BP has announced a $20 billion deal to supply energy hungry China with liquefied natural gas (LNG) over a 20-year period. It is another step by China away from dirty coal, and a ‘good bridge’ between it and the UK.
"It is a fair price for them and a fair price for us. It is a good bridge between the UK and China in terms of trade," Bob Dudley, CEO of BP, said on Tuesday at the World Petroleum Congress in Moscow, which runs June 15-19.
BP already supplies the China National Offshore Oil Corporation (CNOOC) with LNG from Indonesia, and will now ship 1.5 million tonnes of LNG per year to China starting in 2019.
Europe's second-largest oil company is based in the UK, and taps some domestic North Sea sources, but mostly stocks its portfolio with overseas projects.
“We select our projects very, very carefully, execute them on time, within budget, and the markets will reward us, and that will lead to growth,” Dudley told journalists on Tuesday, adding, “it’s not the chase we value.”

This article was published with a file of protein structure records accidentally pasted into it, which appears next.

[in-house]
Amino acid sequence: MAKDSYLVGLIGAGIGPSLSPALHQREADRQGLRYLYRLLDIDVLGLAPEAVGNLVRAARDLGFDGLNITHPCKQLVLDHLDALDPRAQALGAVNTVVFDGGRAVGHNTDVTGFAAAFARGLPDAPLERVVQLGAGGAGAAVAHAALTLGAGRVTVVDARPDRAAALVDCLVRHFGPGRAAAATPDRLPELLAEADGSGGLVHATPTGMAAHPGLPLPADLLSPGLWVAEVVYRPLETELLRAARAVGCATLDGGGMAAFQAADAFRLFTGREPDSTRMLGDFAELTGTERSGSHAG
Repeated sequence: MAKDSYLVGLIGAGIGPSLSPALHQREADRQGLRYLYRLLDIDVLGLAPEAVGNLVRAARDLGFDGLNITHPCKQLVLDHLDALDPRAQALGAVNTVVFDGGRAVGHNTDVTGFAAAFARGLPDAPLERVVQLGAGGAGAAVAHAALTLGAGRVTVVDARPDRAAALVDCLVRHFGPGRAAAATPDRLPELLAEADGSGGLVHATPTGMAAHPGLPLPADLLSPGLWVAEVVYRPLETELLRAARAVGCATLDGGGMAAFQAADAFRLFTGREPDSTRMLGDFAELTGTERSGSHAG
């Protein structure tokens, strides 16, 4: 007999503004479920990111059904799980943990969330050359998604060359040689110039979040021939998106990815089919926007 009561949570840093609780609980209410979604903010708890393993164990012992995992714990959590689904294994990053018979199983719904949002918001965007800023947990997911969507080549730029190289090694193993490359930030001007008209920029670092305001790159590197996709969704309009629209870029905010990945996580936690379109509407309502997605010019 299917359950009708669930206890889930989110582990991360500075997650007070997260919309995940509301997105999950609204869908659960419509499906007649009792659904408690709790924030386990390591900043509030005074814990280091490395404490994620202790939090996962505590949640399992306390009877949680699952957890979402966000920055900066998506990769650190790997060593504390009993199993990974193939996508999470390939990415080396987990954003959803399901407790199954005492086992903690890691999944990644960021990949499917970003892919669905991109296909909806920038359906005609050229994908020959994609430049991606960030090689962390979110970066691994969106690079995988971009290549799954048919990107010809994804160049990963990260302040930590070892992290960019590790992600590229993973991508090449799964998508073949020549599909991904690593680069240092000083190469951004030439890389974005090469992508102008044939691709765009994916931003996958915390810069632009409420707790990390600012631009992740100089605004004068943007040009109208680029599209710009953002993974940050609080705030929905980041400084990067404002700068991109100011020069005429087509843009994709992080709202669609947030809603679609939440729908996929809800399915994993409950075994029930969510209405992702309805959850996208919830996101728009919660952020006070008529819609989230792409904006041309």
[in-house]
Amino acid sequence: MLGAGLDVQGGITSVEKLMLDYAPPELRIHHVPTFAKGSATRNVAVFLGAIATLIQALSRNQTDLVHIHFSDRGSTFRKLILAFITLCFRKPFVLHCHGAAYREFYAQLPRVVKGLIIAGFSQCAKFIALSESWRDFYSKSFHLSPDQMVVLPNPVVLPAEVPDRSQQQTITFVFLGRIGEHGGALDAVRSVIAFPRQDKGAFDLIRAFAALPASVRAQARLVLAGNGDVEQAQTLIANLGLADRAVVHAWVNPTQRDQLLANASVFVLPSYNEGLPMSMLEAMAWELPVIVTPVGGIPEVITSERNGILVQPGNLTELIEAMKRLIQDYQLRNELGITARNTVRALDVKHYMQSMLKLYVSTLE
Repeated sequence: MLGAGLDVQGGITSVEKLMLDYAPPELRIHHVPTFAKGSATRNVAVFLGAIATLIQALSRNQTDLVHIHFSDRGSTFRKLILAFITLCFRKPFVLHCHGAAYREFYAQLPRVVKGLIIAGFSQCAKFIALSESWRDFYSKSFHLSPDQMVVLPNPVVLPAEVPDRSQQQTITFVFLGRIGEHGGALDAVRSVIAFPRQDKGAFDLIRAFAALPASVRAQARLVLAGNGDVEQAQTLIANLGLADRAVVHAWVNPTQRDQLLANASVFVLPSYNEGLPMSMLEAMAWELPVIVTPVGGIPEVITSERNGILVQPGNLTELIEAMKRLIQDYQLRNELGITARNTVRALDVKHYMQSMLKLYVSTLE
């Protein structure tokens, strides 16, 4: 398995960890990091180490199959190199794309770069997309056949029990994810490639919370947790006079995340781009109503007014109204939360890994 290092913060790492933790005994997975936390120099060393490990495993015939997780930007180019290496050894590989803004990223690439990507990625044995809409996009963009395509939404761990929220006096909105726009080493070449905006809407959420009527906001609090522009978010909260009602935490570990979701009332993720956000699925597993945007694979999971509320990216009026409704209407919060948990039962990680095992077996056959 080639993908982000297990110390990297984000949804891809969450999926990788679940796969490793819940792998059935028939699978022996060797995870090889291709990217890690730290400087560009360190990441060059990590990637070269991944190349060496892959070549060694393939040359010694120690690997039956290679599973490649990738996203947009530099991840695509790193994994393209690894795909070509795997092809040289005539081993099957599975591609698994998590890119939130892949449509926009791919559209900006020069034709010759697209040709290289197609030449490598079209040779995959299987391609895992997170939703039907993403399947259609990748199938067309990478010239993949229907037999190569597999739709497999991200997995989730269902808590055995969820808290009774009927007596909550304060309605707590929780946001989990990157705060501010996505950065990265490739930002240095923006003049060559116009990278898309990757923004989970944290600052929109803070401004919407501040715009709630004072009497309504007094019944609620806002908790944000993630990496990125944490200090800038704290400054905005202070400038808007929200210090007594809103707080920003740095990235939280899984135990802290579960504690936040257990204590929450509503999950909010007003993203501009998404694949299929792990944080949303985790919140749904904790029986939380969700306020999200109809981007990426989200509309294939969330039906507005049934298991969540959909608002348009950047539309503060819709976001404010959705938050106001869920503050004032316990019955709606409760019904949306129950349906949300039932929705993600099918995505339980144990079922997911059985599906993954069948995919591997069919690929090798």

The same day, Anglo-Dutch oil major Royal Dutch Shell signed a global strategic alliance with the China National Offshore Oil Corporation (CNOOC). The alliance will include working together in LNG and upstream deepwater projects in Brazil, Gabon, and other midstream and downstream cooperation.
The BP agreement comes on the heels of a landmark $400 billion mega deal between Russia’s Gazprom and state-owned CNPC.
Expanding its partnership with CNOOC is part of a larger initiative to strengthen relations between Great Britain and China, which were rocky after Prime Minister Cameron met with the Dalai Lama in 2012.
"The UK recognizes that the rise of China is one of the defining events of our century," Cameron said in London, where he hosted Chinese Premier Li Keqiang on a three-day visit
Britain is an important trading partner for China, the third biggest in the European bloc, with bilateral trade grossing $70 billion in 2013.
London also wants to continue to position itself to become Europe’s primary yuan exchange hub, which in 2013 was the second most widely used currency in global trade. London will become an offshore banking center for the yuan in cooperation with the China Construction Bank, the country’s second-largest lender.
London’s Foreign Exchange Market trades more than $5 trillion in currency daily.
“London is the world’s most international financial market and a natural partner to China in its ambitious global development,” Chris Gibson Smith, the chairman of the LSE, said.
Another perk of the revamped political ties will be less stringent visa regime for Chinese citizens visiting Britain.